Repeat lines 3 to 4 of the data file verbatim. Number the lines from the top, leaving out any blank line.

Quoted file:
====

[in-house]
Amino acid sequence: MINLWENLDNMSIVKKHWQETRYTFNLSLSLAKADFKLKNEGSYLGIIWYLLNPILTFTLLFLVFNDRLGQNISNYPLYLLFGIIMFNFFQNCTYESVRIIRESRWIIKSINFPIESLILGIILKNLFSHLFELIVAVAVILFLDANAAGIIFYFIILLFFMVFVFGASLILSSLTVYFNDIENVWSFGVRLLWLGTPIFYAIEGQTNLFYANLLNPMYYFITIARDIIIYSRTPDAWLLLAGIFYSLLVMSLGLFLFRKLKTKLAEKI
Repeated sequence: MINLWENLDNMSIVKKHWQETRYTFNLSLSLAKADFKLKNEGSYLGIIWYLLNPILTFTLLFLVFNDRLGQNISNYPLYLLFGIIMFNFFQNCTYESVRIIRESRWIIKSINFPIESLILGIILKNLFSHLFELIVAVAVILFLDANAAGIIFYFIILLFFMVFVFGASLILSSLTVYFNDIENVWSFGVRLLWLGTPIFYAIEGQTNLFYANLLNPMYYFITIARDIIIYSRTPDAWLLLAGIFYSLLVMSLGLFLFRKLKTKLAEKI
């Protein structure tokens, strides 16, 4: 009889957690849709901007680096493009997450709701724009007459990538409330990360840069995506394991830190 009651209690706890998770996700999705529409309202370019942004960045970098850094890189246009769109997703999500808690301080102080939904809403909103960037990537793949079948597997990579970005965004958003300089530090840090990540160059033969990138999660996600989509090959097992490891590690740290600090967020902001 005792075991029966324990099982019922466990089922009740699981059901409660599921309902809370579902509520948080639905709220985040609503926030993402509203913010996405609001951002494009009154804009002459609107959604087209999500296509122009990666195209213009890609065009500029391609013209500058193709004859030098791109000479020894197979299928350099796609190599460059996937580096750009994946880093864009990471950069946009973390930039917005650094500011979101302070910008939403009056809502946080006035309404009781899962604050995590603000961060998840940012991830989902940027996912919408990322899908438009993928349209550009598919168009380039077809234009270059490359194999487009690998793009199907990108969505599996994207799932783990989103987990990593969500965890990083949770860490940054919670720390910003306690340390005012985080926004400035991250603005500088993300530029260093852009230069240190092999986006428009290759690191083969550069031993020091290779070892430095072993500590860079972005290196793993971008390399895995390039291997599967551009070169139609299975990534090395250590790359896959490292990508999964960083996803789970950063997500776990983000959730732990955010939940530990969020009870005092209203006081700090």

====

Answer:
Repeated sequence: MINLWENLDNMSIVKKHWQETRYTFNLSLSLAKADFKLKNEGSYLGIIWYLLNPILTFTLLFLVFNDRLGQNISNYPLYLLFGIIMFNFFQNCTYESVRIIRESRWIIKSINFPIESLILGIILKNLFSHLFELIVAVAVILFLDANAAGIIFYFIILLFFMVFVFGASLILSSLTVYFNDIENVWSFGVRLLWLGTPIFYAIEGQTNLFYANLLNPMYYFITIARDIIIYSRTPDAWLLLAGIFYSLLVMSLGLFLFRKLKTKLAEKI
């Protein structure tokens, strides 16, 4: 009889957690849709901007680096493009997450709701724009007459990538409330990360840069995506394991830190 009651209690706890998770996700999705529409309202370019942004960045970098850094890189246009769109997703999500808690301080102080939904809403909103960037990537793949079948597997990579970005965004958003300089530090840090990540160059033969990138999660996600989509090959097992490891590690740290600090967020902001 005792075991029966324990099982019922466990089922009740699981059901409660599921309902809370579902509520948080639905709220985040609503926030993402509203913010996405609001951002494009009154804009002459609107959604087209999500296509122009990666195209213009890609065009500029391609013209500058193709004859030098791109000479020894197979299928350099796609190599460059996937580096750009994946880093864009990471950069946009973390930039917005650094500011979101302070910008939403009056809502946080006035309404009781899962604050995590603000961060998840940012991830989902940027996912919408990322899908438009993928349209550009598919168009380039077809234009270059490359194999487009690998793009199907990108969505599996994207799932783990989103987990990593969500965890990083949770860490940054919670720390910003306690340390005012985080926004400035991250603005500088993300530029260093852009230069240190092999986006428009290759690191083969550069031993020091290779070892430095072993500590860079972005290196793993971008390399895995390039291997599967551009070169139609299975990534090395250590790359896959490292990508999964960083996803789970950063997500776990983000959730732990955010939940530990969020009870005092209203006081700090």